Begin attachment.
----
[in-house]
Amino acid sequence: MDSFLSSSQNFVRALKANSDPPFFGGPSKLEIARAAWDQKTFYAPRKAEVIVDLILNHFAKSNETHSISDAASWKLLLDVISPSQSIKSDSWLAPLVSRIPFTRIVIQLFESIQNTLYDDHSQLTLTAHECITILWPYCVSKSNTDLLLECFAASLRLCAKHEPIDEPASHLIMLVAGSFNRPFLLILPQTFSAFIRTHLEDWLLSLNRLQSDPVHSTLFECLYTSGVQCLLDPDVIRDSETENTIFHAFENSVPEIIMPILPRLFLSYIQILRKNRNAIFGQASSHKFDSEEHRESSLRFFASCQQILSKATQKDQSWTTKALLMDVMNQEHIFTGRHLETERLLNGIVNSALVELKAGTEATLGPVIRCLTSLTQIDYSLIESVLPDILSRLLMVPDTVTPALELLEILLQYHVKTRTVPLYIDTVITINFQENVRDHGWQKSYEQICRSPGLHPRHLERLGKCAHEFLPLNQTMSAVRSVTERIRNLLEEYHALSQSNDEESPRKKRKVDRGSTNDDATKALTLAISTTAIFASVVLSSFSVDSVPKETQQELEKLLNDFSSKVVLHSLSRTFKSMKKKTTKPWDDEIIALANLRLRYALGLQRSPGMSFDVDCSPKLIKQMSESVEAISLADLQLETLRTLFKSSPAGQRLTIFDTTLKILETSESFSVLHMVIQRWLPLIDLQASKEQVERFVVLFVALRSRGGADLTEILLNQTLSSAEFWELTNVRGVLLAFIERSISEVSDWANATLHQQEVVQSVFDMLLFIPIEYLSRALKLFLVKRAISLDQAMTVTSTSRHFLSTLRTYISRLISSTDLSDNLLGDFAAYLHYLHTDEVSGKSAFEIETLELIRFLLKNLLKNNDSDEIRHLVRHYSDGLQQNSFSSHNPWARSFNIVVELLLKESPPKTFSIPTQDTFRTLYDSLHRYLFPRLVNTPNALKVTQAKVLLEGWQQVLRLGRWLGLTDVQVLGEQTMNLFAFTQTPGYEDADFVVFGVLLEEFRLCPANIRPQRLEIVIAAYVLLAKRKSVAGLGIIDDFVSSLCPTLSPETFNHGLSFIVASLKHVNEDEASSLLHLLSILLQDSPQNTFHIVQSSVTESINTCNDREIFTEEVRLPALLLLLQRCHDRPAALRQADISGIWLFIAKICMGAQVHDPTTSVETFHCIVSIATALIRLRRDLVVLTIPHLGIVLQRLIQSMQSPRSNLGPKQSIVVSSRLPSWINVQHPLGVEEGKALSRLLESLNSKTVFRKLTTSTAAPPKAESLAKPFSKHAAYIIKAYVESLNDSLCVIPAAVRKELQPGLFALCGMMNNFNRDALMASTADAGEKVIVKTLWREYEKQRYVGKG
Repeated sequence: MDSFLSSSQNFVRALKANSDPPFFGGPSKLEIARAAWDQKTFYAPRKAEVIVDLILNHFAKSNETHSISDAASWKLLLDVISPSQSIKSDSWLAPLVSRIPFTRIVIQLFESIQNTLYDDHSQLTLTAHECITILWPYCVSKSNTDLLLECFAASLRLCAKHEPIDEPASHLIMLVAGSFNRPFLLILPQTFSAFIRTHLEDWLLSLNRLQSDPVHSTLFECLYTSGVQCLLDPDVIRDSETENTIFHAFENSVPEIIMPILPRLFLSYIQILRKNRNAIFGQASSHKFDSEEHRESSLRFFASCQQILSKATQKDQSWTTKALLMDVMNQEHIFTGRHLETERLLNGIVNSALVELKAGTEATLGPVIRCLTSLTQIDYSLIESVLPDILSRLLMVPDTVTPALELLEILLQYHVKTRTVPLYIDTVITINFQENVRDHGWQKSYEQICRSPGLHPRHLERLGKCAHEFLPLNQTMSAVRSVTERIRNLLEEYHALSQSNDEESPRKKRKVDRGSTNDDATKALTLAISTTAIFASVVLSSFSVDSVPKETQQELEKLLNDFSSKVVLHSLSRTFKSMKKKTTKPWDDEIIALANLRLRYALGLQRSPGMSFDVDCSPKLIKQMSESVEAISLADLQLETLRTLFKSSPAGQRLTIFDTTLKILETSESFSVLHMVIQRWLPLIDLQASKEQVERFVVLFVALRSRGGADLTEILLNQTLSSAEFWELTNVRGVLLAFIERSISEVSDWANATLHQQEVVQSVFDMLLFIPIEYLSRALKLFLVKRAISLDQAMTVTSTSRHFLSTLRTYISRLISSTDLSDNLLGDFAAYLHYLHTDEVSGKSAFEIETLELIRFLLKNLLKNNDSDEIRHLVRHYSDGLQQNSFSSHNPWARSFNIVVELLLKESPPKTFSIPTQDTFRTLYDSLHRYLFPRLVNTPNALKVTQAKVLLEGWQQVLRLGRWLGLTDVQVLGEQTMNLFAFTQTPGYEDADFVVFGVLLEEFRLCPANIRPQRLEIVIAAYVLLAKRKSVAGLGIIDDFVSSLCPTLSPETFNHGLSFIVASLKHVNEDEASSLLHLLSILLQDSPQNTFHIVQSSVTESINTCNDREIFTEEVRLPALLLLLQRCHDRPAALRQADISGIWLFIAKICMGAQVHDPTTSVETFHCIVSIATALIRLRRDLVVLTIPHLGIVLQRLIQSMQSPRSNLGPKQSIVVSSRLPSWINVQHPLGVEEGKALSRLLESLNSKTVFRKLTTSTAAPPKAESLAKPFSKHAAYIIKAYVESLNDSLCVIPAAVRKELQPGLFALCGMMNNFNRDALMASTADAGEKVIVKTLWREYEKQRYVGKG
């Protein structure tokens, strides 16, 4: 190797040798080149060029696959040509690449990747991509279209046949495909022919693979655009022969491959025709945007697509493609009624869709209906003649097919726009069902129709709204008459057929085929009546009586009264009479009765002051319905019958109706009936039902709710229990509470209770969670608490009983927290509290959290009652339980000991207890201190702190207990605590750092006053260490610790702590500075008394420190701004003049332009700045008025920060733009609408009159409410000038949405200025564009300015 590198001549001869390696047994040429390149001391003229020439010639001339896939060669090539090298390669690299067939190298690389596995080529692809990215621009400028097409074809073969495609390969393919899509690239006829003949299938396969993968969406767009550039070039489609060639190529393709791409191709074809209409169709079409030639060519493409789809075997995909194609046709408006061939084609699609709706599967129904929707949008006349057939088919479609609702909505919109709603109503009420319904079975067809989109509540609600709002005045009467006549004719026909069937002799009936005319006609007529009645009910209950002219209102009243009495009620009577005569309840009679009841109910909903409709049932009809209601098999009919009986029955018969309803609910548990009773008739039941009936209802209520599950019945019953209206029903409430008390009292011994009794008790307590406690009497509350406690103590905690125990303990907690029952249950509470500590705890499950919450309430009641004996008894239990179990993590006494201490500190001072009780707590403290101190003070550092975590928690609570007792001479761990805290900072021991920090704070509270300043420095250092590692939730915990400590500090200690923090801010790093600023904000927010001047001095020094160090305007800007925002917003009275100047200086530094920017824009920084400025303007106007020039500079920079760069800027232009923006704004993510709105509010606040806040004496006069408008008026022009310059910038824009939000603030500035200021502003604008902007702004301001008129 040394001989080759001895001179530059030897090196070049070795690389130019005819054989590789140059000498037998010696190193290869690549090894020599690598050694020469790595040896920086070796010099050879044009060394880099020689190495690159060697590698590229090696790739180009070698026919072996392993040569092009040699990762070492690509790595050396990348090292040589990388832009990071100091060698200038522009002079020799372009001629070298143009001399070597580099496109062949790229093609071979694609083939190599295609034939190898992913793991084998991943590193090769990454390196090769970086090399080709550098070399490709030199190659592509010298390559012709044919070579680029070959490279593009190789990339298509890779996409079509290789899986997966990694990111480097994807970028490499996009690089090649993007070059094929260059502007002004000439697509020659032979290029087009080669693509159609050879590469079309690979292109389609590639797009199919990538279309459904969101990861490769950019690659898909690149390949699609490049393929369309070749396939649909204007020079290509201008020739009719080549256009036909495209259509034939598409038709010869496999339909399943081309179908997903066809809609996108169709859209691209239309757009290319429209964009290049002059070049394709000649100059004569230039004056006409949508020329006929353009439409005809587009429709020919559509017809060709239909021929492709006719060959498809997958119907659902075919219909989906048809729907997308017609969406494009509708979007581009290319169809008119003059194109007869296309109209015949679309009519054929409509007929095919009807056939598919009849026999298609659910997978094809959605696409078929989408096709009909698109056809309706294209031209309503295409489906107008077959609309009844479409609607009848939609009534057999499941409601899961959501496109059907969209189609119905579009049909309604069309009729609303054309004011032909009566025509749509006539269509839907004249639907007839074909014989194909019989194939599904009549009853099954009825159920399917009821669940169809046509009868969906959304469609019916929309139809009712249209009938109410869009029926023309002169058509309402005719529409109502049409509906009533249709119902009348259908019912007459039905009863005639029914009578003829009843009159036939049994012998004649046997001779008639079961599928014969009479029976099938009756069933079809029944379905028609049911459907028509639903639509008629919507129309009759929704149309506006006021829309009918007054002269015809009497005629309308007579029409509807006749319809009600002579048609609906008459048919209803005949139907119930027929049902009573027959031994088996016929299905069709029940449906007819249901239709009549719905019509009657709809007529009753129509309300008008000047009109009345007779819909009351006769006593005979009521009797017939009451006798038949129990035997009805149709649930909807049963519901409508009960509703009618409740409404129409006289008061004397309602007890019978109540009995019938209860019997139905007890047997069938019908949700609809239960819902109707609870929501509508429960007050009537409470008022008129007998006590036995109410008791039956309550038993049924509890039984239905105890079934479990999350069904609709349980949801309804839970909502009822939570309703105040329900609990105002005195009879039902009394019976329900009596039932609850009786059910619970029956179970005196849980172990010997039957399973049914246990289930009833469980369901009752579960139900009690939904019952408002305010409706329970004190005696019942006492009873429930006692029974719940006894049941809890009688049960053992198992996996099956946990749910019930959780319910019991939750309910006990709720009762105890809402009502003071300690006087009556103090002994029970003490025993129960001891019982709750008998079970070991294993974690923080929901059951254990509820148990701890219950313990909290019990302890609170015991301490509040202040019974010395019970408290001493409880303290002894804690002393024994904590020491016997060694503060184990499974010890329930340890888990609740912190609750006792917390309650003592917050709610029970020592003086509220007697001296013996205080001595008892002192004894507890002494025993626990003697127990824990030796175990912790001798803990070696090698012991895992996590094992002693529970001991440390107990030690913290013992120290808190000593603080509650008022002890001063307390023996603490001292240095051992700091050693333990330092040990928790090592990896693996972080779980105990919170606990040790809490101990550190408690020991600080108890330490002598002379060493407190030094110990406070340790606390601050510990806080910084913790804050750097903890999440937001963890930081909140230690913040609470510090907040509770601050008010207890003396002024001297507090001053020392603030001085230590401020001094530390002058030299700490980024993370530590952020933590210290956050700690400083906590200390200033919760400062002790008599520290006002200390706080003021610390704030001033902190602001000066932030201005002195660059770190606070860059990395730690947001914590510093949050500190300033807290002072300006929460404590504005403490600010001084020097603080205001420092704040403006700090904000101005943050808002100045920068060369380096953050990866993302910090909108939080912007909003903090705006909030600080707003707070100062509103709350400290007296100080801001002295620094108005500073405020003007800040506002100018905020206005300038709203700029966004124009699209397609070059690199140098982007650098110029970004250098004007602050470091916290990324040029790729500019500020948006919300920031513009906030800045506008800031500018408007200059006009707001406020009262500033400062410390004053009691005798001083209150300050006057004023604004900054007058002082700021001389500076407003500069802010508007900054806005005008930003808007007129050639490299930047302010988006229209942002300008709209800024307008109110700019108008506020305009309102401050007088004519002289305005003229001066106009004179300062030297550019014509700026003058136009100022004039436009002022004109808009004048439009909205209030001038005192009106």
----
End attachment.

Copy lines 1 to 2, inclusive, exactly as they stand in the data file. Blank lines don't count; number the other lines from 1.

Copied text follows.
[in-house]
Amino acid sequence: MDSFLSSSQNFVRALKANSDPPFFGGPSKLEIARAAWDQKTFYAPRKAEVIVDLILNHFAKSNETHSISDAASWKLLLDVISPSQSIKSDSWLAPLVSRIPFTRIVIQLFESIQNTLYDDHSQLTLTAHECITILWPYCVSKSNTDLLLECFAASLRLCAKHEPIDEPASHLIMLVAGSFNRPFLLILPQTFSAFIRTHLEDWLLSLNRLQSDPVHSTLFECLYTSGVQCLLDPDVIRDSETENTIFHAFENSVPEIIMPILPRLFLSYIQILRKNRNAIFGQASSHKFDSEEHRESSLRFFASCQQILSKATQKDQSWTTKALLMDVMNQEHIFTGRHLETERLLNGIVNSALVELKAGTEATLGPVIRCLTSLTQIDYSLIESVLPDILSRLLMVPDTVTPALELLEILLQYHVKTRTVPLYIDTVITINFQENVRDHGWQKSYEQICRSPGLHPRHLERLGKCAHEFLPLNQTMSAVRSVTERIRNLLEEYHALSQSNDEESPRKKRKVDRGSTNDDATKALTLAISTTAIFASVVLSSFSVDSVPKETQQELEKLLNDFSSKVVLHSLSRTFKSMKKKTTKPWDDEIIALANLRLRYALGLQRSPGMSFDVDCSPKLIKQMSESVEAISLADLQLETLRTLFKSSPAGQRLTIFDTTLKILETSESFSVLHMVIQRWLPLIDLQASKEQVERFVVLFVALRSRGGADLTEILLNQTLSSAEFWELTNVRGVLLAFIERSISEVSDWANATLHQQEVVQSVFDMLLFIPIEYLSRALKLFLVKRAISLDQAMTVTSTSRHFLSTLRTYISRLISSTDLSDNLLGDFAAYLHYLHTDEVSGKSAFEIETLELIRFLLKNLLKNNDSDEIRHLVRHYSDGLQQNSFSSHNPWARSFNIVVELLLKESPPKTFSIPTQDTFRTLYDSLHRYLFPRLVNTPNALKVTQAKVLLEGWQQVLRLGRWLGLTDVQVLGEQTMNLFAFTQTPGYEDADFVVFGVLLEEFRLCPANIRPQRLEIVIAAYVLLAKRKSVAGLGIIDDFVSSLCPTLSPETFNHGLSFIVASLKHVNEDEASSLLHLLSILLQDSPQNTFHIVQSSVTESINTCNDREIFTEEVRLPALLLLLQRCHDRPAALRQADISGIWLFIAKICMGAQVHDPTTSVETFHCIVSIATALIRLRRDLVVLTIPHLGIVLQRLIQSMQSPRSNLGPKQSIVVSSRLPSWINVQHPLGVEEGKALSRLLESLNSKTVFRKLTTSTAAPPKAESLAKPFSKHAAYIIKAYVESLNDSLCVIPAAVRKELQPGLFALCGMMNNFNRDALMASTADAGEKVIVKTLWREYEKQRYVGKG